The short story is a paradoxical literary form. We feel we know what it is and can generally provide a short, snappy definition of it; however, short stories often break the rules.

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Time: eight Wednesdays, 18:00 to 20:00

Duration: 6 March - 24 April, 2019

Location: QWF Office—1200 Atwater Avenue, Room 3, Westmount, QC View map

Description

This workshop is for writers with some experience writing short fiction and a basic familiarity with concepts such as character, setting, point of view, etc. Ideally, all participants will have already taken at least two writing workshops or the equivalent.

The short story is a paradoxical literary form. We feel we know what it is and can generally provide a short, snappy definition of it; however, short stories often break the rules. Great stories have taken shapes that range from a paranoid internal monologue to a fast-paced, plot-driven thriller; they have been as short as a message on a postcard and as leisurely as a fifty-page account of a decades-long marriage. Just as a bare room can become a bedroom, a study, or a dining room, so can the term “short fiction” apply to a multitude of different kinds of texts. What unites these diverse forms and makes for truly effective short fiction, however, is the centring of character and voice . Powerful fiction always presents us with a compelling person.

So, to return to our analogy, if a story, like a room, can be decorated any way one wants and used for just about anything, it’s just wasted space if it isn’t being used at all. And that means it must be inhabited; someone must live in it: that someone is your character.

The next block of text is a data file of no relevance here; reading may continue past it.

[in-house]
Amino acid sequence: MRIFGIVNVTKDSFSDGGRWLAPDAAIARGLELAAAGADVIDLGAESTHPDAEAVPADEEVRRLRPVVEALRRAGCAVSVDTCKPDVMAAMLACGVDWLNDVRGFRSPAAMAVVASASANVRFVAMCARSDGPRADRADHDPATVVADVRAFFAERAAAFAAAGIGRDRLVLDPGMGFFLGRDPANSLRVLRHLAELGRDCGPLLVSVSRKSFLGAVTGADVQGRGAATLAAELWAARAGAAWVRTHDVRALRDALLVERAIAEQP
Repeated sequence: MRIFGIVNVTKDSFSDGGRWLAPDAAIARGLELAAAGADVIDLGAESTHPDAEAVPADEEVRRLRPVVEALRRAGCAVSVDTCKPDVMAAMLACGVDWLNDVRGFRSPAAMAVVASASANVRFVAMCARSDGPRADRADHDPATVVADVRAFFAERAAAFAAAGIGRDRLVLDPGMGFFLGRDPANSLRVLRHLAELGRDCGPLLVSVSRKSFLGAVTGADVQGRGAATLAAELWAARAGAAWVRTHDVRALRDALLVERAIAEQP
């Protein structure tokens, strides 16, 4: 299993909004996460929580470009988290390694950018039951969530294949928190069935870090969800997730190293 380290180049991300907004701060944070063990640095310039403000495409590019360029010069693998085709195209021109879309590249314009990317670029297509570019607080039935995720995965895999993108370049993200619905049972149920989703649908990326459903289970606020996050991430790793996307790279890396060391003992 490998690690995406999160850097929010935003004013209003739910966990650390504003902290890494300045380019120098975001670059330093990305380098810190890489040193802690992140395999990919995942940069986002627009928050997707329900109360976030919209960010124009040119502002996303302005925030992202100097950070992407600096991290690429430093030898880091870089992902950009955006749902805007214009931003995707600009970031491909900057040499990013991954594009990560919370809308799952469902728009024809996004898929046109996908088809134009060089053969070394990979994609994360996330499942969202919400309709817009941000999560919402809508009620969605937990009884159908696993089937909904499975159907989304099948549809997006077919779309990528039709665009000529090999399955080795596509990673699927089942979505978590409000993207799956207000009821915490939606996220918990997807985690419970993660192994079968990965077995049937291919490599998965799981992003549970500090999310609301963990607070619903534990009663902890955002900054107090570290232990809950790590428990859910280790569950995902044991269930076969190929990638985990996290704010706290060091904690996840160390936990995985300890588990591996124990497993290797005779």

This workshop will explore the possibilities of the short story by focussing on the development of credible, nuanced, fully-realized characters. We will examine the building blocks of character and how character is the engine driving everything else in a narrative: setting, point of view, plot, and so on. A mix of readings, writing exercises, and in-class discussion of participants’ work, the workshop will be practical and focus on looking at how narratives operate in specific and concrete ways. This will provide us all with a better understanding of characterization and the form(s) it takes in short stories and enhance our ability to make the most of those many—and rich—possibilities. . 

Participants should be ready to actively participate in discussions and present work for review in a timely manner. Any participant who has work ready to be looked at is definitely encouraged to bring it to the first session. 

Workshop leader

Peter Dubé headshot
Credit: Photo credit: Mathieu Beauséjour

Peter Dubé is the author of, among other works, the novels Hovering World and The City’s Gates, the novella Subtle Bodies, a finalist for the Shirley Jackson Award, and Conjure, a collection of prose poems shortlisted for the A. M. Klein Prize. His most recent work is the short fiction collection Beginning with the Mirror.

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